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Article
Publication date: 30 March 2021

Graeme Newell, Muhammad Jufri Marzuki, Elaine Worzala, Alastair Adair, Martin Hoesli and Mauricio Rodriguez

Research impact has taken on increased importance at both a micro- and macro-level and is a key factor today in shaping the careers of real estate researchers. This has…

Abstract

Purpose

Research impact has taken on increased importance at both a micro- and macro-level and is a key factor today in shaping the careers of real estate researchers. This has seen a range of research impact metrics become global benchmarks when assessing research impact at the individual academic level and journal level. Whilst recognising the limitations of research impact metrics, this paper uses these research impact metrics to identify the leading research impact researchers in real estate, as well as the leading real estate journals in the real estate impact space. The nexus between research quality and research impact is also articulated. As well as focusing on research quality, strategies are identified for the effective incorporation of research impact into a real estate researcher's agenda to assist their research careers; particularly for Early Career Researchers in real estate.

Design/methodology/approach

The research impact profile of over 150 real estate researchers and 22 real estate journals was assessed using Google Scholar and Publish or Perish. Using the research impact metrics of the h-index, total citations and i10, the leading high impact real estate researchers as well as the high impact real estate journals are identified.

Findings

Based in these research impact metrics, the leading real estate researchers in impactful real estate research are identified. Whilst being US focused, there is clear evidence of increasing roles by ERES, AsRES and PRRES players. The leading real estate journals in the impact space are identified, including both real estate-specific journals and the broader planning/urban policy journals, as well as being beyond just the standard US real estate journals. Researcher career strategies are also identified to see both research quality and research impact included as balanced elements in a real estate researcher's career strategy.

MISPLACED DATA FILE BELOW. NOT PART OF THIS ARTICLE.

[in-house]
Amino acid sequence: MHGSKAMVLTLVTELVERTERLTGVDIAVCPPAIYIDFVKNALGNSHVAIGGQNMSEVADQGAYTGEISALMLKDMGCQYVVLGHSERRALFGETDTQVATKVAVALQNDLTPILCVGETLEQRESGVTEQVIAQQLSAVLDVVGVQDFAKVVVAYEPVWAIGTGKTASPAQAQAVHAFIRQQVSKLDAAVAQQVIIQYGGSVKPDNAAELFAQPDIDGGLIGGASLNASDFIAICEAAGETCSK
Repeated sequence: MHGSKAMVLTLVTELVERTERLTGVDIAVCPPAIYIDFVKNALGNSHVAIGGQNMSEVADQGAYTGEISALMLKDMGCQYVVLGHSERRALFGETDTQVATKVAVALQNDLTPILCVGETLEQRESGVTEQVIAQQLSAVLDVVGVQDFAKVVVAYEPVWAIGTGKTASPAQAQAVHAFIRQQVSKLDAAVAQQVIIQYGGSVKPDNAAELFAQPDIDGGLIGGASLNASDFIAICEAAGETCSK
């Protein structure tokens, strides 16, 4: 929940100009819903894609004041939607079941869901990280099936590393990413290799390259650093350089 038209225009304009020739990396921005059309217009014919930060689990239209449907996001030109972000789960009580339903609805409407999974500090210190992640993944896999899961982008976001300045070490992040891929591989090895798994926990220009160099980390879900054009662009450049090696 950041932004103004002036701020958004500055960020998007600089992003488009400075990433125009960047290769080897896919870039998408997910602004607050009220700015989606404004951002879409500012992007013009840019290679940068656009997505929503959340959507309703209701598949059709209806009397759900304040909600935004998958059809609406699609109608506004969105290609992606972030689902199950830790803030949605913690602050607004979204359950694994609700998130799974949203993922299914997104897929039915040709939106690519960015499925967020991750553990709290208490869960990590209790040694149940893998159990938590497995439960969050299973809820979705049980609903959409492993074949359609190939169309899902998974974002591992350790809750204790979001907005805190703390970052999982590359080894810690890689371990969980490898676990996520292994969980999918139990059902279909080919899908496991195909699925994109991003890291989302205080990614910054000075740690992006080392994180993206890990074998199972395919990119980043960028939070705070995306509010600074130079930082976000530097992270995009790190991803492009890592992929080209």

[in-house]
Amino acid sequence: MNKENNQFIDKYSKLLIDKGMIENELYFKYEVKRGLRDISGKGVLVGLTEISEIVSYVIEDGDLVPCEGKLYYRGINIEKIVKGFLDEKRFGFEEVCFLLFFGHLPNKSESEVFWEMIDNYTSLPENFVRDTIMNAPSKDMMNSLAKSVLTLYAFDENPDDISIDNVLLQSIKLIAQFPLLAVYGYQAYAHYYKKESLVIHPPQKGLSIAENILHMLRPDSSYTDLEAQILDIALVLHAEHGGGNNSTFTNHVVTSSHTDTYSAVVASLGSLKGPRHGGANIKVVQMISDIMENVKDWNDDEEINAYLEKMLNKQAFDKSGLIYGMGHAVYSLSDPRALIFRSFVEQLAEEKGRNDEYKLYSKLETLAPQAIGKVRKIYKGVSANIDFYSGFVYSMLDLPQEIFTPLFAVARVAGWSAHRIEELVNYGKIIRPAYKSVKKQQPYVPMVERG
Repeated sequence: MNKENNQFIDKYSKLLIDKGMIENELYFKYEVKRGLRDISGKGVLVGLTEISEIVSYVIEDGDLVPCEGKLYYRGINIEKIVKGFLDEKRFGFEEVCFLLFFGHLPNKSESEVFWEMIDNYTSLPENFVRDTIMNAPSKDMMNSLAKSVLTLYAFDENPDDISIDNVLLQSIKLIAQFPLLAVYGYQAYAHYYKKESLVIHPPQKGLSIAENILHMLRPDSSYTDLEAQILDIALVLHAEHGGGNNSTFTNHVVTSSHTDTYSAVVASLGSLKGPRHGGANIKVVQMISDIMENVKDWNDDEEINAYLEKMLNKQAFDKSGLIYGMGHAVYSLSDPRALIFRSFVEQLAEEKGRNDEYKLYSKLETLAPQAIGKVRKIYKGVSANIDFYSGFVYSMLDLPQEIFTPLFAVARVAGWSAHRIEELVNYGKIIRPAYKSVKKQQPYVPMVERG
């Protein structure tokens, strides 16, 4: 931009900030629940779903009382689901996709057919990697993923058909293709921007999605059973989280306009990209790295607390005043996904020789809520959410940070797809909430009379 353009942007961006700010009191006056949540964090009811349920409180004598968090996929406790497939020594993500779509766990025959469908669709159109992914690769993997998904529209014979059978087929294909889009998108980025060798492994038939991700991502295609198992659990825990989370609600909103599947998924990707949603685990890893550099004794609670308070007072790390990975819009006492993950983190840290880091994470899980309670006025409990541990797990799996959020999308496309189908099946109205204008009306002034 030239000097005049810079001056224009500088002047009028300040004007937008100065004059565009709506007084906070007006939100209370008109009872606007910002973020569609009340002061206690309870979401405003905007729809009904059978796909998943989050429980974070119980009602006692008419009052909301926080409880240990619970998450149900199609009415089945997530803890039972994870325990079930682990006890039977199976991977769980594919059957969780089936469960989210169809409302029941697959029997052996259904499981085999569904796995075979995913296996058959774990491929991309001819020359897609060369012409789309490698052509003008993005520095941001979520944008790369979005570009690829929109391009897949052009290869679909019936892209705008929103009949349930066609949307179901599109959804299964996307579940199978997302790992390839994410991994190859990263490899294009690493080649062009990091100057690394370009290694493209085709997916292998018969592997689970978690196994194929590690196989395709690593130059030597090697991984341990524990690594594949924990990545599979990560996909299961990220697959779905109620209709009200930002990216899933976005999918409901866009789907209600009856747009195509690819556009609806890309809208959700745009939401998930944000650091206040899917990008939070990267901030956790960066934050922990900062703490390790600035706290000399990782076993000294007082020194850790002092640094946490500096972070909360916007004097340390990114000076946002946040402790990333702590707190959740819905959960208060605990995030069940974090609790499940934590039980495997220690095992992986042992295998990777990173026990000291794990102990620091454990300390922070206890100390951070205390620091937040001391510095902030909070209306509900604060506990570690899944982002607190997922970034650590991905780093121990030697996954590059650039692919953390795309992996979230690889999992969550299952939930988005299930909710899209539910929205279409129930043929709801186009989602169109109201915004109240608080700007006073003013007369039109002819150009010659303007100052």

Practical implications

With research impact playing an increased role in all real estate researchers' careers, the insights from this paper provide strong empirical evidence for effective strategies to expand the focus on the impact of their real estate research agendas. This sees a balanced strategy around both research quality and research impact as the most effective strategy for real estate researchers to achieve their research career goals.

Originality/value

Research impact has taken on increased importance globally and is an important factor in shaping real estate researchers' careers. Using research impact metrics, this is the first paper to rigorously and empirically identify the leading research impact players and journals in real estate, as well as identifying strategies for the more effective inclusion of impact in real estate researchers' agendas.

Details

Journal of Property Investment & Finance, vol. ahead-of-print no. ahead-of-print
Type: Research Article
ISSN: 1463-578X

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Book part
Publication date: 9 November 2020

Vassiliki Papatsiba and Eliel Cohen

Responding to the knowledge needs of stakeholders has been a defining feature of higher education research. However important responsiveness is, it does not automatically…

Abstract

Responding to the knowledge needs of stakeholders has been a defining feature of higher education research. However important responsiveness is, it does not automatically assume beneficial change of policy or practice as a result. When research generates impact beyond the academy, little is known about its epistemic, organisational and temporal characteristics and their links. Are these knowledge characteristics a typical reflection of the field or do they have a certain specificity that may account for their reach into the wider spheres of policy and practice and society at large? In this chapter, we look at the knowledge characteristics of higher education research that was submitted for the ‘impact’ element of the 2014 Research Excellence Framework (REF 2014) – the United Kingdom's national level assessment of research. We identified 53 impact case studies within a broadly defined and multidisciplinary field of higher education research. We investigate the theories and methodologies used, the researchers and institutions that conducted the research, its sponsors and the timescales of the various research projects. In the United Kingdom, the REF includes assessment of nonacademic impact. The latter has emerged as a key criterion and a metric for evaluating and funding academic research. We contribute a sociological conceptualisation of the knowledge characteristics and their links as an ‘epistemic-organisational-temporal nexus’ at which actors' interests intersect. This conceptual framework advances our understanding of the investigated multidisciplinary research field, with relevance to applied social sciences generally.